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I am enclosing your final manuscript with a few, very minor, suggestions and corrections to improve the text a bit. Nothing major, nothing conceptual. Also, I'd recommend you look over your use of the words "significant" and "significantly." In my mind, once you say things are different, they should be statistically different and the use of the word significant is superfluous. So, if used correctly, the words SHOULD indicate conceptual IMPORTANCE rather than statistical significance.
These are minor issues and you can fix them with the production group.
One of the original reviewers had a few suggestions and comments that I think are valid. In my reviewed copy of your manuscript, I also include some relatively minor suggestions and observations. I find some of the comments about nestedness confusing, because you seem to be saying that a random (non-nested) distribution is expected, but that is not the case. To me, you should emphasize the "nestedness" that explains more of the variation (by rainfall, dry-season length, etc. - similar to the idea of the best r-squared value) rather than simply talking about significant nestedness.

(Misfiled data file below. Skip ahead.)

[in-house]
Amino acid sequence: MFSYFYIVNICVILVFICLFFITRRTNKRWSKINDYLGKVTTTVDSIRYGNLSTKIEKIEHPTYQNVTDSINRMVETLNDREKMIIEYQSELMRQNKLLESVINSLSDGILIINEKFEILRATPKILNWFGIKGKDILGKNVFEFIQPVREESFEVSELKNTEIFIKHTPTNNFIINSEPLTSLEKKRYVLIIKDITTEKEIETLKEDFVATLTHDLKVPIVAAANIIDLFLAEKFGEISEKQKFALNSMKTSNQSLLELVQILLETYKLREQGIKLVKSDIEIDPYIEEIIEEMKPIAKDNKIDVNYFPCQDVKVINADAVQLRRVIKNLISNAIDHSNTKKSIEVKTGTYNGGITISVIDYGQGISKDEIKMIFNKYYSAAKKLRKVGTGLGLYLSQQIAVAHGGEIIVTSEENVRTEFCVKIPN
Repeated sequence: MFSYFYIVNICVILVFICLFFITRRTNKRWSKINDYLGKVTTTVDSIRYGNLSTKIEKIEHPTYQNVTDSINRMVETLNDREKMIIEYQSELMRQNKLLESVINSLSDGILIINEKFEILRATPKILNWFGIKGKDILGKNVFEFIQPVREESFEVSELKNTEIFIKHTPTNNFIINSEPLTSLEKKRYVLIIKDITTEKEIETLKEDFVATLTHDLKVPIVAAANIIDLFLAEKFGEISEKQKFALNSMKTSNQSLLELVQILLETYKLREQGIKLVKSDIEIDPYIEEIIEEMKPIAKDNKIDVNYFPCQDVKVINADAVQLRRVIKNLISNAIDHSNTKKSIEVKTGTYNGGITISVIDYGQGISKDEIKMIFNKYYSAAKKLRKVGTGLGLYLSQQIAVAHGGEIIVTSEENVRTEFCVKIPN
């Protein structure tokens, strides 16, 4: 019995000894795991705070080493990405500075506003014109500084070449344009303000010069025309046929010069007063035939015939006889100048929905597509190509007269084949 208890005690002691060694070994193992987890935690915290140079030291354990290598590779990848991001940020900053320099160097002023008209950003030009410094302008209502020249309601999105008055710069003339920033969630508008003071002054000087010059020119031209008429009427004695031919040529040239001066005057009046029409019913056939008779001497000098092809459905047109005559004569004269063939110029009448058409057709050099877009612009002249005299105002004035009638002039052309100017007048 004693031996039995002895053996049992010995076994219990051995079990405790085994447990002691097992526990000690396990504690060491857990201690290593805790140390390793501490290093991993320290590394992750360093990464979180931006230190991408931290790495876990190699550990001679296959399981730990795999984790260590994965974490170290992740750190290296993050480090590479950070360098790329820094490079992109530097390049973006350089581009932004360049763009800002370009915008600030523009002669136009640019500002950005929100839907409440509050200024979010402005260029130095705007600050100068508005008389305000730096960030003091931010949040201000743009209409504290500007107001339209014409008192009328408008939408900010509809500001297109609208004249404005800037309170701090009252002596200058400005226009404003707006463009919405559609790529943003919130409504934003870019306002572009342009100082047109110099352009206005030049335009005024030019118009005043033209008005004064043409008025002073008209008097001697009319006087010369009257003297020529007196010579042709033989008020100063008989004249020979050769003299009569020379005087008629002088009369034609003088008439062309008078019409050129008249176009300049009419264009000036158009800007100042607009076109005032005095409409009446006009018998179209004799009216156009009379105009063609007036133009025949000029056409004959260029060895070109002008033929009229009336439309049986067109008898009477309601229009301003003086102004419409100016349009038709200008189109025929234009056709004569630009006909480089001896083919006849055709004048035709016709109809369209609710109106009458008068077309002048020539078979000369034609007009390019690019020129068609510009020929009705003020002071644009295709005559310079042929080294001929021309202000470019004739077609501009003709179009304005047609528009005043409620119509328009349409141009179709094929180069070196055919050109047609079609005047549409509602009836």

The introduction is better, although I have suggested several changes.
The revised version is much improved in terms of communicating the experimental design.
The science is sound and the findings valid.
L38: Habitat degradation would perhaps be more suitable than “deterioration”
L40-41: Reword as “These changes in natural landscapes may often reduce connectivity for species trying to move between fragments embedded in a matrix that consists of anthropogenic and semi-natural habitats.”
L42: Habitat loss and fragmentation are not the same thing. Refer to Fahrig 2003. Annual Review of Ecology, Evolution and Systematics. In this paper, the authors appear to be testing the effects of habitat fragmentation and not habitat loss. Therefore, I would refrain from using the term habitat loss.
L42-43: Reword as “Additionally, the negative effects of habitat fragmentation may be exacerbated by increased predation and competition within habitat patches.
L44: Again, it would be advisable to not mix habitat loss and fragmentation.
L49: The term species richness cannot be linked to a species. Richness is associated with communities. The sentence could be reworded as “………fragmentation could increase bird species richness and the abundance of species………”